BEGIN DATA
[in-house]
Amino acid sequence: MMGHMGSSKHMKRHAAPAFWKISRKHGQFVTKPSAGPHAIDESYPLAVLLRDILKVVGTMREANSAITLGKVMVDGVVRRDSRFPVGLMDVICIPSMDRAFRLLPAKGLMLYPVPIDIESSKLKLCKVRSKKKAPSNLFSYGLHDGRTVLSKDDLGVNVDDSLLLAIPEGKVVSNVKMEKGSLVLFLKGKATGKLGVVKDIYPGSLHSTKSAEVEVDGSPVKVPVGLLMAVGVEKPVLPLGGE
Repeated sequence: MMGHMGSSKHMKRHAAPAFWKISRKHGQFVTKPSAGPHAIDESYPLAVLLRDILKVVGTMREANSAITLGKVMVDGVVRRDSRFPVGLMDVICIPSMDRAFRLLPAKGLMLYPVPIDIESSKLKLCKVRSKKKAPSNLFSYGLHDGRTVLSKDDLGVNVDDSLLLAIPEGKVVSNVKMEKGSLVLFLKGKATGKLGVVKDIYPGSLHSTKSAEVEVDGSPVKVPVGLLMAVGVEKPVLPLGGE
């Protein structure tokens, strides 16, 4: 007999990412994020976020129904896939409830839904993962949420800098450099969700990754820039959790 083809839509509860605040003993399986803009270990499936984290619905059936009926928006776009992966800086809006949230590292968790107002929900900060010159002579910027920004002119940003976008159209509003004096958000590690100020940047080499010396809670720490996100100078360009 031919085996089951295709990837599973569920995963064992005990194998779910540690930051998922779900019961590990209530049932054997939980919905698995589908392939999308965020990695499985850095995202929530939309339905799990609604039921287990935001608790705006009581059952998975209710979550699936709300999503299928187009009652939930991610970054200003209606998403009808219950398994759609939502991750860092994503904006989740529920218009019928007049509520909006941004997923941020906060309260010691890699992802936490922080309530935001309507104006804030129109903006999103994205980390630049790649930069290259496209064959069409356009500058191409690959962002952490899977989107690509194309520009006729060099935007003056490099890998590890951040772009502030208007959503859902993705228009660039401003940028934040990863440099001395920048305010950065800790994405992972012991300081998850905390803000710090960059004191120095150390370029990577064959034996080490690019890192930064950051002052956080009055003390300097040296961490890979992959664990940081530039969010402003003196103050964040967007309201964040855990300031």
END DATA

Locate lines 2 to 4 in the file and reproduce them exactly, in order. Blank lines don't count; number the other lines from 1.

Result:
Amino acid sequence: MMGHMGSSKHMKRHAAPAFWKISRKHGQFVTKPSAGPHAIDESYPLAVLLRDILKVVGTMREANSAITLGKVMVDGVVRRDSRFPVGLMDVICIPSMDRAFRLLPAKGLMLYPVPIDIESSKLKLCKVRSKKKAPSNLFSYGLHDGRTVLSKDDLGVNVDDSLLLAIPEGKVVSNVKMEKGSLVLFLKGKATGKLGVVKDIYPGSLHSTKSAEVEVDGSPVKVPVGLLMAVGVEKPVLPLGGE
Repeated sequence: MMGHMGSSKHMKRHAAPAFWKISRKHGQFVTKPSAGPHAIDESYPLAVLLRDILKVVGTMREANSAITLGKVMVDGVVRRDSRFPVGLMDVICIPSMDRAFRLLPAKGLMLYPVPIDIESSKLKLCKVRSKKKAPSNLFSYGLHDGRTVLSKDDLGVNVDDSLLLAIPEGKVVSNVKMEKGSLVLFLKGKATGKLGVVKDIYPGSLHSTKSAEVEVDGSPVKVPVGLLMAVGVEKPVLPLGGE
């Protein structure tokens, strides 16, 4: 007999990412994020976020129904896939409830839904993962949420800098450099969700990754820039959790 083809839509509860605040003993399986803009270990499936984290619905059936009926928006776009992966800086809006949230590292968790107002929900900060010159002579910027920004002119940003976008159209509003004096958000590690100020940047080499010396809670720490996100100078360009 031919085996089951295709990837599973569920995963064992005990194998779910540690930051998922779900019961590990209530049932054997939980919905698995589908392939999308965020990695499985850095995202929530939309339905799990609604039921287990935001608790705006009581059952998975209710979550699936709300999503299928187009009652939930991610970054200003209606998403009808219950398994759609939502991750860092994503904006989740529920218009019928007049509520909006941004997923941020906060309260010691890699992802936490922080309530935001309507104006804030129109903006999103994205980390630049790649930069290259496209064959069409356009500058191409690959962002952490899977989107690509194309520009006729060099935007003056490099890998590890951040772009502030208007959503859902993705228009660039401003940028934040990863440099001395920048305010950065800790994405992972012991300081998850905390803000710090960059004191120095150390370029990577064959034996080490690019890192930064950051002052956080009055003390300097040296961490890979992959664990940081530039969010402003003196103050964040967007309201964040855990300031």